On the issues, Doheny and Greene had their disagreements. Greene favored a flat tax, while Doheny said such a tax would be best in theory, in practice he would rather work toward "a flatter, simpler, fairer tax system" with no loopholes.[14] Regarding immigration, Doheny supported expanding H2A guest-worker visa programs, while Greene said "We don't have jobs for our own people."

Due to scheduling difficulties, the two candidates were unable to meet for a debate. Greene blamed the difficulty on Doheny's camp.[16]

Impact of redistricting

See also: Redistricting in New York

Following the results of the 2010 Census, New York lost two congressional seats, bringing its total number of representatives down from 29 to 27. According to a report in the Washington Post political blog "The Fix," New York was one of the top 10 redistricting battles in the nation.[17]

The 21st District was re-drawn after the 2010 Census. The new district is composed of the following percentages of voters of the old congressional districts.[18][19]

Registration statistics

As of October 29, 2012, District 21 had the following partisan registration breakdown according to the New York State Board of Elections:

New York Congressional District 21[20]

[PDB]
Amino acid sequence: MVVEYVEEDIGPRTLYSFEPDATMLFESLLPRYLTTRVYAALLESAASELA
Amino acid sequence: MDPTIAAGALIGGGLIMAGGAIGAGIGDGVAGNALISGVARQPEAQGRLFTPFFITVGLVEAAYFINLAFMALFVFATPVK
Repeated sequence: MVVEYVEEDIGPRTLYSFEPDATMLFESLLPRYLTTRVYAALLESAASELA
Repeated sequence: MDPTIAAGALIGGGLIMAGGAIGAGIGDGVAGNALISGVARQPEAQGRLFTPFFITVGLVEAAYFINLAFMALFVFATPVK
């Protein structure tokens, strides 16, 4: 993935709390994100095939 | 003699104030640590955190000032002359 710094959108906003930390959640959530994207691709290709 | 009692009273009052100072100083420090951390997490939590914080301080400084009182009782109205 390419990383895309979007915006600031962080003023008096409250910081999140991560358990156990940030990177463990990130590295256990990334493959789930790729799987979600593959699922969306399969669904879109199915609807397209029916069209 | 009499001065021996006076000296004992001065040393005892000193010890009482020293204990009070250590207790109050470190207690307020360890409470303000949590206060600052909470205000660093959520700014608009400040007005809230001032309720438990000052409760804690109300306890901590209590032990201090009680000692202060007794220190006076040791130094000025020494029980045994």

Congressional District District Total Democrats Republicans Other & Unaffiliated Advantage Party Advantage Change in Advantage from 2010
District 21 396,310 116,069 174,028 106,213 Republican 49.93% 111.18%
"Party advantage" is the percentage gap between the two major parties in registered voters. "Change in advantage" is the spread in difference of party advantage between 2010 and 2012 based on the congressional district number only.

District partisanship

FairVote's Monopoly Politics 2012 study

See also: FairVote's Monopoly Politics 2012

In 2012, FairVote did a study on partisanship in the congressional districts, giving each a percentage ranking (D/R) based on the new 2012 maps and comparing that to the old 2010 maps. New York's 21st District became more balanced because of redistricting.[21]

  • 2012: 49D / 51R
  • 2010: 49D / 51R

Cook Political Report's PVI

See also: Cook Political Report's Partisan Voter Index

In 2012, Cook Political Report released its updated figures on the Partisan Voter Index, which measured each congressional district's partisanship relative to the rest of the country. New York's 21st Congressional District had a PVI of R+2, which was the 204 most Democratic district in the country. In 2008, this district was won by Barack Obama (D), 53-47 percent over John McCain (R). In 2004, George W. Bush (R) won the district 53-47 percent over John Kerry (D).[22]

District history

Candidate ballot access
Ballot Access Requirements Final.jpg